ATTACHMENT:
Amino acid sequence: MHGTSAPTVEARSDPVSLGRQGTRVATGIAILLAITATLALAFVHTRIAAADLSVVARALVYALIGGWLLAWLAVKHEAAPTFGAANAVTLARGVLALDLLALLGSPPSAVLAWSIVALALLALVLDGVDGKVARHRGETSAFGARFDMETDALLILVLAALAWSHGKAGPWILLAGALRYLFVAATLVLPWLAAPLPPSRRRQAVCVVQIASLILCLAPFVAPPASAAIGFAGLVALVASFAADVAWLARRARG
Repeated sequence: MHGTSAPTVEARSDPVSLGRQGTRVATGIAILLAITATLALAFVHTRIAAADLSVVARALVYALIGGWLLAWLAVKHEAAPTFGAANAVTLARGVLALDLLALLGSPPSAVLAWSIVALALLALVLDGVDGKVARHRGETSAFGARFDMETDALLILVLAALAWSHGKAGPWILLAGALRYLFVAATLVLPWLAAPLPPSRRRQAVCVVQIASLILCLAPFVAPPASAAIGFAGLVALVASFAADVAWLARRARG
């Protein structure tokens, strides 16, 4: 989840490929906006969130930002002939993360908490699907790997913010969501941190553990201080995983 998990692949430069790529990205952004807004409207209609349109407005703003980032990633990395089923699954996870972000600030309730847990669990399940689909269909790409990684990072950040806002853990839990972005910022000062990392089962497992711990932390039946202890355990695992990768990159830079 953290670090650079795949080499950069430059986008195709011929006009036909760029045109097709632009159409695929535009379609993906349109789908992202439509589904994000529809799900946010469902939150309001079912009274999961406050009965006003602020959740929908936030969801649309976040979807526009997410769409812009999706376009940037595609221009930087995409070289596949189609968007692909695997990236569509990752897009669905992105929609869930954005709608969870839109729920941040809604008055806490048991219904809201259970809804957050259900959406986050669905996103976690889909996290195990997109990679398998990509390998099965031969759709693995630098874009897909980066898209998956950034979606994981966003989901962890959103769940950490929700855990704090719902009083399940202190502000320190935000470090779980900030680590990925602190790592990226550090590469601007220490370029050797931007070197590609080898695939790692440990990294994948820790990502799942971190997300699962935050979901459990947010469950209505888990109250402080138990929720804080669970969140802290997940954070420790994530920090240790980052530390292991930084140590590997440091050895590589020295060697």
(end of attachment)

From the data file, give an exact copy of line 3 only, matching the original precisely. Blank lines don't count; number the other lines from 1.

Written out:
């Protein structure tokens, strides 16, 4: 989840490929906006969130930002002939993360908490699907790997913010969501941190553990201080995983 998990692949430069790529990205952004807004409207209609349109407005703003980032990633990395089923699954996870972000600030309730847990669990399940689909269909790409990684990072950040806002853990839990972005910022000062990392089962497992711990932390039946202890355990695992990768990159830079 953290670090650079795949080499950069430059986008195709011929006009036909760029045109097709632009159409695929535009379609993906349109789908992202439509589904994000529809799900946010469902939150309001079912009274999961406050009965006003602020959740929908936030969801649309976040979807526009997410769409812009999706376009940037595609221009930087995409070289596949189609968007692909695997990236569509990752897009669905992105929609869930954005709608969870839109729920941040809604008055806490048991219904809201259970809804957050259900959406986050669905996103976690889909996290195990997109990679398998990509390998099965031969759709693995630098874009897909980066898209998956950034979606994981966003989901962890959103769940950490929700855990704090719902009083399940202190502000320190935000470090779980900030680590990925602190790592990226550090590469601007220490370029050797931007070197590609080898695939790692440990990294994948820790990502799942971190997300699962935050979901459990947010469950209505888990109250402080138990929720804080669970969140802290997940954070420790994530920090240790980052530390292991930084140590590997440091050895590589020295060697």